He was the master of illusion, a man entrusted by global arbiters of taste including Marella Agnelli, Jil Sanders, Lee Radziwill, and Elsa Peretti to transform their homes. For many, the Genoa-born Renzo Mongiardino was the artist who elevated interior design into an art form worthy of longevity. A new book out from Rizzoli, The Interiors and Architecture of Renzo Mongiardino: A Painterly Vision, with envy-inducing photographs by Guido Taroni, captures the sumptuous set-like-yet-livable quality of his rooms. It is hard not to do what a friend of mine undergoing a renovation recently did when he saw the book on my desk and began flipping through. “Oh,” he sighed. “To have had those houses, those budgets, and Mongiardino.”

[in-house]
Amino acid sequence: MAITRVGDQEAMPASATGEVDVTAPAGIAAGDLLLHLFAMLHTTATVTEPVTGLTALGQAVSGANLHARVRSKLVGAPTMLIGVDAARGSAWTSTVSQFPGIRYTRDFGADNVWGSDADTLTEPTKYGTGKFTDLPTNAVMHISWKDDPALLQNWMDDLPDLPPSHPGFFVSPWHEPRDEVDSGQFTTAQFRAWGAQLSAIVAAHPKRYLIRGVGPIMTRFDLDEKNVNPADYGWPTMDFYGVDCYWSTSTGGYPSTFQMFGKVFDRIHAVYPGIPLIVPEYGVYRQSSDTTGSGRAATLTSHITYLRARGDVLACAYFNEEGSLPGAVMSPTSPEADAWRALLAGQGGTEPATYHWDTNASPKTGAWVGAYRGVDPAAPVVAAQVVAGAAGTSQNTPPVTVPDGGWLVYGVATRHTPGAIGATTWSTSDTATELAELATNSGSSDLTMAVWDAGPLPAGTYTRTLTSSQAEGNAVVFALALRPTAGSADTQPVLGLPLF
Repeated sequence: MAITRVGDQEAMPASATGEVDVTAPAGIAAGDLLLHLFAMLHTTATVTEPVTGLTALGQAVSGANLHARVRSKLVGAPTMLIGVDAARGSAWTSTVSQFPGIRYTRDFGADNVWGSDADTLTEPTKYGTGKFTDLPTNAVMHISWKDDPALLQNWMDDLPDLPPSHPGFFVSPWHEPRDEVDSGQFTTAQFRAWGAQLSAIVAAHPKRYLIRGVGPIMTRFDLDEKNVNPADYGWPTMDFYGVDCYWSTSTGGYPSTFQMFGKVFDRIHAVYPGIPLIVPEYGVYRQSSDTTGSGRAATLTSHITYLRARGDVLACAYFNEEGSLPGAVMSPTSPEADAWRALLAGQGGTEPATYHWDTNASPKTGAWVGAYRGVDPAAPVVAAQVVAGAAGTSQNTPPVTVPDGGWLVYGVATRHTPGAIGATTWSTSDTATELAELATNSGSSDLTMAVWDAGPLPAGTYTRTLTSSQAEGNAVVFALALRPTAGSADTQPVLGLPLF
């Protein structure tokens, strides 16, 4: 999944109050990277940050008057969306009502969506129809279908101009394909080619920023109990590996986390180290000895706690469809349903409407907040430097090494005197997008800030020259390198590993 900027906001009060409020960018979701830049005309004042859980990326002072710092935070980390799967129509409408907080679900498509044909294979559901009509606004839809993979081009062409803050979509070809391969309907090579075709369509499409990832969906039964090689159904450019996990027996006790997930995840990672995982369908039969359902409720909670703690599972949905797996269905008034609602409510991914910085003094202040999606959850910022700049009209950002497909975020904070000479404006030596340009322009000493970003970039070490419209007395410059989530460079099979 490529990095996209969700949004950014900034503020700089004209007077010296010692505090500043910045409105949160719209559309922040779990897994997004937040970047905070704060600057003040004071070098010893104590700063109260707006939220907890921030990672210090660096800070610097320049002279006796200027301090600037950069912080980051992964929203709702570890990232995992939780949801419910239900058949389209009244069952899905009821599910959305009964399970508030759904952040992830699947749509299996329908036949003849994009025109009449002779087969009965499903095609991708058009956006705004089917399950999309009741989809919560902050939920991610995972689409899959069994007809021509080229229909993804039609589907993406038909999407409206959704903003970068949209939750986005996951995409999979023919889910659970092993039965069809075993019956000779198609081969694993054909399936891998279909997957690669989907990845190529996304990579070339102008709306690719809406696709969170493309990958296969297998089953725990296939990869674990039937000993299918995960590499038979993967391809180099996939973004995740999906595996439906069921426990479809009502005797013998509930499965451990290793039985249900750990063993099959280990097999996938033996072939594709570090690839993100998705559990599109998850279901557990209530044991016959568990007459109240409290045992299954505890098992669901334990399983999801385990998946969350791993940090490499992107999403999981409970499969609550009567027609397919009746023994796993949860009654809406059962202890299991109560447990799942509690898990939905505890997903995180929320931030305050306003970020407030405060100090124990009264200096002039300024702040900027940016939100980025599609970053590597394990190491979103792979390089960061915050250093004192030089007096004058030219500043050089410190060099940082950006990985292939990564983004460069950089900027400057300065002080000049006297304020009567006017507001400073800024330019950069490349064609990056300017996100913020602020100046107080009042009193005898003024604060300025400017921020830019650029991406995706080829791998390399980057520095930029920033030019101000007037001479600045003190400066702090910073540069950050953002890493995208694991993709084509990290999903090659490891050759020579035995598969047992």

To the casual observer, interior design over the past half-century has bifurcated into two camps—minimalist and maximalist. Mongiardino, who died in 1998, somehow managed to have a foot in both camps—or perhaps transcended such sweeping categories. His work, in the words of one of the book’s contributors, the opera director and designer Patrick Kinmonth, was “never crowded yet wonderfully rich.”
The walls were, and still are, what captivated me about Mongiardino. The textures, patterns, colors, and decorative objects really were painterly in their vision. This book's photographs—especially at the villa in Pordenone from 1993-1994 and at an apartments in Milan in the 1970s and 80s—let his walls talk.
A little taste from the book of his enduring work can be found below.